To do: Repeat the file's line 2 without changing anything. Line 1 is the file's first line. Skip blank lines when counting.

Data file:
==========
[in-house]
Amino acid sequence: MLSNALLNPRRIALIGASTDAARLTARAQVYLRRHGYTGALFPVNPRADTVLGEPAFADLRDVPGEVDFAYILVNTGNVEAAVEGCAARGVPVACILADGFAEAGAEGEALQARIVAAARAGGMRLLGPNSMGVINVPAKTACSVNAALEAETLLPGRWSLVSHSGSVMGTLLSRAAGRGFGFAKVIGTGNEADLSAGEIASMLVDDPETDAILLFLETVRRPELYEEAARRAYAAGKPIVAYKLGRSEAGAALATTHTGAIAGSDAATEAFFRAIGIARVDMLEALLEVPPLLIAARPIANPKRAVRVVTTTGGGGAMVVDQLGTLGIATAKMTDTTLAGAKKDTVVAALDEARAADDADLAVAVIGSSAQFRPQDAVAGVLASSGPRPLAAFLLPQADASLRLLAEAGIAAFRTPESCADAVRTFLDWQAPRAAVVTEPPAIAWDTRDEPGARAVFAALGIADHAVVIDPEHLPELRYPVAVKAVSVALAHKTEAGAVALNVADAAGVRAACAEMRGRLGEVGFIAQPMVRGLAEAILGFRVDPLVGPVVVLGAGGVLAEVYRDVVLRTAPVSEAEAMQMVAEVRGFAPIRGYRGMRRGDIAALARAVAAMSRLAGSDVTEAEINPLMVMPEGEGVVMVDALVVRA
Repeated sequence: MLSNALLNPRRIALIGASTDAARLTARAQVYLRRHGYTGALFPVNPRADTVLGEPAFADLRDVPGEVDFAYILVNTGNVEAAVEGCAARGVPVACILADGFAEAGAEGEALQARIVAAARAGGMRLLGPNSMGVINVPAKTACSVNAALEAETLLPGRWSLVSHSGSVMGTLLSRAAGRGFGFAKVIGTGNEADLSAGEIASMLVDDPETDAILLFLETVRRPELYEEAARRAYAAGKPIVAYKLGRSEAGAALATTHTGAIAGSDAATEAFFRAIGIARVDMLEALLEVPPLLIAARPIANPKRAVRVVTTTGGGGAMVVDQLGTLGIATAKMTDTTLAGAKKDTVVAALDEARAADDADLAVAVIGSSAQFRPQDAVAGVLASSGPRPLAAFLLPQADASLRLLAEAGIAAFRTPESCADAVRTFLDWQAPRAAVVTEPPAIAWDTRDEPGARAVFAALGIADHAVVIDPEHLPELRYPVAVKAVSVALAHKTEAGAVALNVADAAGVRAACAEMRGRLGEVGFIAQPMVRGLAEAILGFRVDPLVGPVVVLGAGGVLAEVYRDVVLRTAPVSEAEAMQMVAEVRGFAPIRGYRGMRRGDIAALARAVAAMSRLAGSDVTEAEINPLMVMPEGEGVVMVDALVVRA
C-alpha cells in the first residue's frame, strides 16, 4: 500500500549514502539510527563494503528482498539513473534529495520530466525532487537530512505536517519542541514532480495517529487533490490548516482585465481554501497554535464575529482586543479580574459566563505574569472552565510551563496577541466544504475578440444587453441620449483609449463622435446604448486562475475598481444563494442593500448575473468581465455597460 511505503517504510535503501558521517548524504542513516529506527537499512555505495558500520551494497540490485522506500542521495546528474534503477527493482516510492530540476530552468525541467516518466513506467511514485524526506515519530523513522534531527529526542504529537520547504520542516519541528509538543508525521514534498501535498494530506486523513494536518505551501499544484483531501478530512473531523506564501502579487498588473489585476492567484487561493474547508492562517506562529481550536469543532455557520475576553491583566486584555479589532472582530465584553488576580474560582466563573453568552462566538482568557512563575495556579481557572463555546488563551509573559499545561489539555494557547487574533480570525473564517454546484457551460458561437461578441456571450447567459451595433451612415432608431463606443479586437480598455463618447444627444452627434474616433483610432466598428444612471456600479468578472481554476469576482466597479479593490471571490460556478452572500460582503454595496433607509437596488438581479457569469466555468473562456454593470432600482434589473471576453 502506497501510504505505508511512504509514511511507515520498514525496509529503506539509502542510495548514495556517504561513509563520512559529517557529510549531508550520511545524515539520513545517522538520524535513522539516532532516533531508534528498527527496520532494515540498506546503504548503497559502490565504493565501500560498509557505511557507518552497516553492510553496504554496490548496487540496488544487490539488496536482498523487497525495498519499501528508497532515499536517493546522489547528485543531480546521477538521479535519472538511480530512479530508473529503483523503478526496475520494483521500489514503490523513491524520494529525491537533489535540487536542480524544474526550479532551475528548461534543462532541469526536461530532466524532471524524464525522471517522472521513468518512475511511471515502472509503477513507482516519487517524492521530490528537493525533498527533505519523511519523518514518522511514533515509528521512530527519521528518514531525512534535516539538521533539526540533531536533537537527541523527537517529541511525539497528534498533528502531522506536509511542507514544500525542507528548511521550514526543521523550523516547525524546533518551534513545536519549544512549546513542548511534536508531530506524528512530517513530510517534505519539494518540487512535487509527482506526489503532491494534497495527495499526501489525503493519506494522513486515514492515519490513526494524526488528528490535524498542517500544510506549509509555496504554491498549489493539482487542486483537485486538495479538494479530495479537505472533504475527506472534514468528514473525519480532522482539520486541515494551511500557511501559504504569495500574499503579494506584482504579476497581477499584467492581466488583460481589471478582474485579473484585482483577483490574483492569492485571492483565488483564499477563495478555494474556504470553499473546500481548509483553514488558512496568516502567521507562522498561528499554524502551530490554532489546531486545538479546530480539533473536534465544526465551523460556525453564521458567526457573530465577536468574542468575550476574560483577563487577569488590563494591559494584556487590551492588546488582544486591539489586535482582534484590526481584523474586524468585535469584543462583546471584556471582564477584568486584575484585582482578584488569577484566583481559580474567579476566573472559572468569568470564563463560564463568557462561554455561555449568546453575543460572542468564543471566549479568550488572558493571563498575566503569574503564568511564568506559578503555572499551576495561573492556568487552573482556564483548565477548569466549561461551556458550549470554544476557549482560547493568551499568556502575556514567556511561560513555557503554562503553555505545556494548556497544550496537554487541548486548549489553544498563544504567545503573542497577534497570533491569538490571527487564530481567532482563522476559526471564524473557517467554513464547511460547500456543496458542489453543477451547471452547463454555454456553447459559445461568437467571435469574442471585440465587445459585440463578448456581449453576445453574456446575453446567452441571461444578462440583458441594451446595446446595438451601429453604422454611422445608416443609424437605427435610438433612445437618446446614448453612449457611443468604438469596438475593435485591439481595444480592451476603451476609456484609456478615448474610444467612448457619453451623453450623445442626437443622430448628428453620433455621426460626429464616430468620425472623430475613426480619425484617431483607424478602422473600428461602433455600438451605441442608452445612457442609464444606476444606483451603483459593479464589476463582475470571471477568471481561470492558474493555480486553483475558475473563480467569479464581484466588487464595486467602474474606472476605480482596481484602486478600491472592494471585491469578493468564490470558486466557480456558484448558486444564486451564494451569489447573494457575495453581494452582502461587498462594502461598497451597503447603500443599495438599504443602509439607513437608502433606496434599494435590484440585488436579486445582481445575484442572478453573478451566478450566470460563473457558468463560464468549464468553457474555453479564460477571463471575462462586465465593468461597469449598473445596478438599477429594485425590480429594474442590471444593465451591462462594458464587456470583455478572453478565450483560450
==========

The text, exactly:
Amino acid sequence: MLSNALLNPRRIALIGASTDAARLTARAQVYLRRHGYTGALFPVNPRADTVLGEPAFADLRDVPGEVDFAYILVNTGNVEAAVEGCAARGVPVACILADGFAEAGAEGEALQARIVAAARAGGMRLLGPNSMGVINVPAKTACSVNAALEAETLLPGRWSLVSHSGSVMGTLLSRAAGRGFGFAKVIGTGNEADLSAGEIASMLVDDPETDAILLFLETVRRPELYEEAARRAYAAGKPIVAYKLGRSEAGAALATTHTGAIAGSDAATEAFFRAIGIARVDMLEALLEVPPLLIAARPIANPKRAVRVVTTTGGGGAMVVDQLGTLGIATAKMTDTTLAGAKKDTVVAALDEARAADDADLAVAVIGSSAQFRPQDAVAGVLASSGPRPLAAFLLPQADASLRLLAEAGIAAFRTPESCADAVRTFLDWQAPRAAVVTEPPAIAWDTRDEPGARAVFAALGIADHAVVIDPEHLPELRYPVAVKAVSVALAHKTEAGAVALNVADAAGVRAACAEMRGRLGEVGFIAQPMVRGLAEAILGFRVDPLVGPVVVLGAGGVLAEVYRDVVLRTAPVSEAEAMQMVAEVRGFAPIRGYRGMRRGDIAALARAVAAMSRLAGSDVTEAEINPLMVMPEGEGVVMVDALVVRA